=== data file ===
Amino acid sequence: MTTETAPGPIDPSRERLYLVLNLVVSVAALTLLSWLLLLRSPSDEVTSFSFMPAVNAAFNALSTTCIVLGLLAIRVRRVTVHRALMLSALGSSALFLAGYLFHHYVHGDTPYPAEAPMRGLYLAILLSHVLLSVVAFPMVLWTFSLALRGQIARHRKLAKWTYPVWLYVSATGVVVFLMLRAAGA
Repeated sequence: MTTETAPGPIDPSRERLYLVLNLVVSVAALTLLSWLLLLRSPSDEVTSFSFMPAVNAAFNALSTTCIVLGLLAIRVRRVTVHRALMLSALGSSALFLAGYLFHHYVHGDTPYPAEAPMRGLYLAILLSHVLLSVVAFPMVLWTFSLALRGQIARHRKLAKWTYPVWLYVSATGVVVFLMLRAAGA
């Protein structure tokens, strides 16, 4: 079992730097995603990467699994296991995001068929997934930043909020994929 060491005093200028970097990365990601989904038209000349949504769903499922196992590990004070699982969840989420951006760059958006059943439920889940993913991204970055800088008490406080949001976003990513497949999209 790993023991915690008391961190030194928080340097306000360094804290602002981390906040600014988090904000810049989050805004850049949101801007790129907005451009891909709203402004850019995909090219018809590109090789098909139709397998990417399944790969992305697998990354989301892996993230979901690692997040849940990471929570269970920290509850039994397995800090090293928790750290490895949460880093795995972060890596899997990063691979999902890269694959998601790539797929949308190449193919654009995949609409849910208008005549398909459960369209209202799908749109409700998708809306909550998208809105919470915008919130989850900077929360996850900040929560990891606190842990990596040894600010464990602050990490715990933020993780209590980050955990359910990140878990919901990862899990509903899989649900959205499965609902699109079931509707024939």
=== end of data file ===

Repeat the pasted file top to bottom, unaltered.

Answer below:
Amino acid sequence: MTTETAPGPIDPSRERLYLVLNLVVSVAALTLLSWLLLLRSPSDEVTSFSFMPAVNAAFNALSTTCIVLGLLAIRVRRVTVHRALMLSALGSSALFLAGYLFHHYVHGDTPYPAEAPMRGLYLAILLSHVLLSVVAFPMVLWTFSLALRGQIARHRKLAKWTYPVWLYVSATGVVVFLMLRAAGA
Repeated sequence: MTTETAPGPIDPSRERLYLVLNLVVSVAALTLLSWLLLLRSPSDEVTSFSFMPAVNAAFNALSTTCIVLGLLAIRVRRVTVHRALMLSALGSSALFLAGYLFHHYVHGDTPYPAEAPMRGLYLAILLSHVLLSVVAFPMVLWTFSLALRGQIARHRKLAKWTYPVWLYVSATGVVVFLMLRAAGA
């Protein structure tokens, strides 16, 4: 079992730097995603990467699994296991995001068929997934930043909020994929 060491005093200028970097990365990601989904038209000349949504769903499922196992590990004070699982969840989420951006760059958006059943439920889940993913991204970055800088008490406080949001976003990513497949999209 790993023991915690008391961190030194928080340097306000360094804290602002981390906040600014988090904000810049989050805004850049949101801007790129907005451009891909709203402004850019995909090219018809590109090789098909139709397998990417399944790969992305697998990354989301892996993230979901690692997040849940990471929570269970920290509850039994397995800090090293928790750290490895949460880093795995972060890596899997990063691979999902890269694959998601790539797929949308190449193919654009995949609409849910208008005549398909459960369209209202799908749109409700998708809306909550998208809105919470915008919130989850900077929360996850900040929560990891606190842990990596040894600010464990602050990490715990933020993780209590980050955990359910990140878990919901990862899990509903899989649900959205499965609902699109079931509707024939």